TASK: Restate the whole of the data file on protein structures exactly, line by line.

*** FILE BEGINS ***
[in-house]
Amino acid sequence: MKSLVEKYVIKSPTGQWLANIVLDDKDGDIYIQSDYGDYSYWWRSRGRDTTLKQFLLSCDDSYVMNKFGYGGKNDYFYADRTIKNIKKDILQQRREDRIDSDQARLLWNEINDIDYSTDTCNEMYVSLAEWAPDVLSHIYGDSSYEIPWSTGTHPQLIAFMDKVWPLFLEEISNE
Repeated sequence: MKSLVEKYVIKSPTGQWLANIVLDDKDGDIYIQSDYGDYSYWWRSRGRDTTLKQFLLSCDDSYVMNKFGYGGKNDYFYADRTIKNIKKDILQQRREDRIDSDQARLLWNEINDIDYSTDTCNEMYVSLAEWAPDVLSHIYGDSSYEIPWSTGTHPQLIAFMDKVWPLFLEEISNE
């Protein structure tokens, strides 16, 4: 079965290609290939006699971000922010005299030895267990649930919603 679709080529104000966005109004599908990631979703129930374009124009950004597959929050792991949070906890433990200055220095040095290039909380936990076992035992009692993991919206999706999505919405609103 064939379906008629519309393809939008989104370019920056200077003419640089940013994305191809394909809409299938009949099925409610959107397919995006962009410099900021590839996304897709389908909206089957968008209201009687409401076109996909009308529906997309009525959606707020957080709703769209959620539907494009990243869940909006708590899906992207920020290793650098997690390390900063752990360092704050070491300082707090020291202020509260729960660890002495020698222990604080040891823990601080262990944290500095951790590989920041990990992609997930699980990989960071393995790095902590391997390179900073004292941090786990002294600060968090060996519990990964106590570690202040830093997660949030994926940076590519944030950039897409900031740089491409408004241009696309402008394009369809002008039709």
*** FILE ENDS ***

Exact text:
[in-house]
Amino acid sequence: MKSLVEKYVIKSPTGQWLANIVLDDKDGDIYIQSDYGDYSYWWRSRGRDTTLKQFLLSCDDSYVMNKFGYGGKNDYFYADRTIKNIKKDILQQRREDRIDSDQARLLWNEINDIDYSTDTCNEMYVSLAEWAPDVLSHIYGDSSYEIPWSTGTHPQLIAFMDKVWPLFLEEISNE
Repeated sequence: MKSLVEKYVIKSPTGQWLANIVLDDKDGDIYIQSDYGDYSYWWRSRGRDTTLKQFLLSCDDSYVMNKFGYGGKNDYFYADRTIKNIKKDILQQRREDRIDSDQARLLWNEINDIDYSTDTCNEMYVSLAEWAPDVLSHIYGDSSYEIPWSTGTHPQLIAFMDKVWPLFLEEISNE
């Protein structure tokens, strides 16, 4: 079965290609290939006699971000922010005299030895267990649930919603 679709080529104000966005109004599908990631979703129930374009124009950004597959929050792991949070906890433990200055220095040095290039909380936990076992035992009692993991919206999706999505919405609103 064939379906008629519309393809939008989104370019920056200077003419640089940013994305191809394909809409299938009949099925409610959107397919995006962009410099900021590839996304897709389908909206089957968008209201009687409401076109996909009308529906997309009525959606707020957080709703769209959620539907494009990243869940909006708590899906992207920020290793650098997690390390900063752990360092704050070491300082707090020291202020509260729960660890002495020698222990604080040891823990601080262990944290500095951790590989920041990990992609997930699980990989960071393995790095902590391997390179900073004292941090786990002294600060968090060996519990990964106590570690202040830093997660949030994926940076590519944030950039897409900031740089491409408004241009696309402008394009369809002008039709």